The Disease of Being Busy

by Sonja van den Bosch

The Disease of Being Busy

“I’m so busy, I’m so busy…have so much going on”.

How many times a day do we hear that from anyone we may ask “How are you?”. And it’s not just the adults. Children’s days are scheduled with so many activities, the days of playing together after school are long gone. In some extreme cases, families are booked months in advance before they have an available “appointment”.

In his article “The Disease of Being Busy” Omid Safi asks: “How did we end up living like this? Why do we do this to ourselves? Why do we do this to our children? When did we forget that we are human beings, not human doings?”

So why are we so busy?

Busyness has become a badge of honour for people to wear: the busier you are, surely the more successful you are? When you stop saying you’re so busy, you set yourself up for slowing down. As Mahatma Gandhi said, “Your words become your actions, your actions become your habits”. Simply put: doing less, actually creates more—more time, more space, more freedom to be who we truly are.

Technology is partly to blame and the lines between work and home have become blurred. We have too much information and too much pressure. Television, emails, text messages, social media, never-ending notifications pinging on every device you own…….

Every single one of us has things that keep us busy: work, kids, sports, hobbies. In a study of stress and its effects, Dr Michael Marmot, a British epidemiologist (scientists who study diseases within populations of people), found there are two types of busyness. The most damaging is busyness without control, which mostly affects the disadvantaged in our communities, and busyness we control. The latter is the sickness we bring to ourselves. Self-created stress.

The pit-falls

All these distractions take us away from the very root of who we are meant to be. Human beings are designed for connection, actual face-to-face interaction, we are social creatures and yet we ignore our core desires.

If you recognise any of these symptoms you may be suffering the condition “excessive busyness”:

Fatigue, irritability, insomnia, anxiety headaches, heartburn, bowel disturbances, back pain and weight gain. There are no blood test or x-rays of this condition but it is easy to diagnose!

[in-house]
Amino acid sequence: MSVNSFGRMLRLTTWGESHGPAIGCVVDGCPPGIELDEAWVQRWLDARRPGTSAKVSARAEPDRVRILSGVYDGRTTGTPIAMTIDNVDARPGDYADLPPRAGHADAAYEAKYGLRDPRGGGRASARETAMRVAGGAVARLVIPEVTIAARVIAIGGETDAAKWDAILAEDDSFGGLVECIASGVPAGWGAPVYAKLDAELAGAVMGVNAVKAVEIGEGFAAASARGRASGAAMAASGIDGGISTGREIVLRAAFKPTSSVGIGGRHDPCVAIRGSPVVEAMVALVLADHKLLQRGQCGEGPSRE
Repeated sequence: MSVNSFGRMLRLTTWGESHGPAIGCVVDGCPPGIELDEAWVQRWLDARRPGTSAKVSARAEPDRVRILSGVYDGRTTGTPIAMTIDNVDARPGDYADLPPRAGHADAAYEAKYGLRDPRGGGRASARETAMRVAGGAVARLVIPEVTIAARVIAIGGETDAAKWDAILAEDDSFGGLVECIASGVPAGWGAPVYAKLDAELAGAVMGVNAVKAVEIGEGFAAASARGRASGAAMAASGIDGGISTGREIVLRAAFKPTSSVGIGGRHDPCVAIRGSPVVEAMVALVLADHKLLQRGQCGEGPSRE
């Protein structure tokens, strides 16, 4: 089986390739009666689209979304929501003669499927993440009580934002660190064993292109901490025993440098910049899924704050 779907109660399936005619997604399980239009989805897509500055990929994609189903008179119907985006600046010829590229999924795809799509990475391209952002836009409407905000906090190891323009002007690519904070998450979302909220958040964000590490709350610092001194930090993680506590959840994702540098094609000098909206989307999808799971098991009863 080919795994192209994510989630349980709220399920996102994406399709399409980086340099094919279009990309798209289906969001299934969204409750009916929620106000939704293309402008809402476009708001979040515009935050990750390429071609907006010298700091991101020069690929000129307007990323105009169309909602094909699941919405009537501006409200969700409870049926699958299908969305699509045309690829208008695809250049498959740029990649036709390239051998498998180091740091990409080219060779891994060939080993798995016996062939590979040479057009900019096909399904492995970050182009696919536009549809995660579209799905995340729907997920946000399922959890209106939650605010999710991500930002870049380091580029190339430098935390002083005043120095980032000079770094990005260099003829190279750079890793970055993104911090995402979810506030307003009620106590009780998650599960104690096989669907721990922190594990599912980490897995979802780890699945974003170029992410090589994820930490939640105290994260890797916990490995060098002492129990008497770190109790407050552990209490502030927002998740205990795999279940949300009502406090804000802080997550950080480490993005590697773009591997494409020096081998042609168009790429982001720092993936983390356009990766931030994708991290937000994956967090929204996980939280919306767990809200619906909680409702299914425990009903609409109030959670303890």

What is the alternative to Busyness?

Don’t get me wrong – there’s nothing wrong with having goals. It is wise to remember the words of Thomas Sowell “There are no solutions, only trade-offs”. Resources such as time or money, spending some of it on one thing always means not spending it on something else.

Below you’ll find two resources that we’ve designed especially for you.

Start off by implementing one or two of these skills into your daily routine, and you’ll start to notice a massive difference in your ability to connect with those around you.


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  1. I love this Sonja
    It is so true busyness has become Human’s new nature. We forget who we are; humans being – to be human.
    We have lost ourselves in all this busyness.
    sometimes we create it so we can avoid our thoughts and emotions and use it as an excuse for our actions. No wonder the body heart and mind becomes dis-eased, there is no ease in our lives.

    I suggest a good start to slow this process down is by becoming aware of the way you eat:

    *Eat as a singular activity – focus on one thing.
    *Chew your food – take time to mull over life.
    *Notice your food going down – give time to digest and assimilate.

    Quite often the way we eat is the way we move through life

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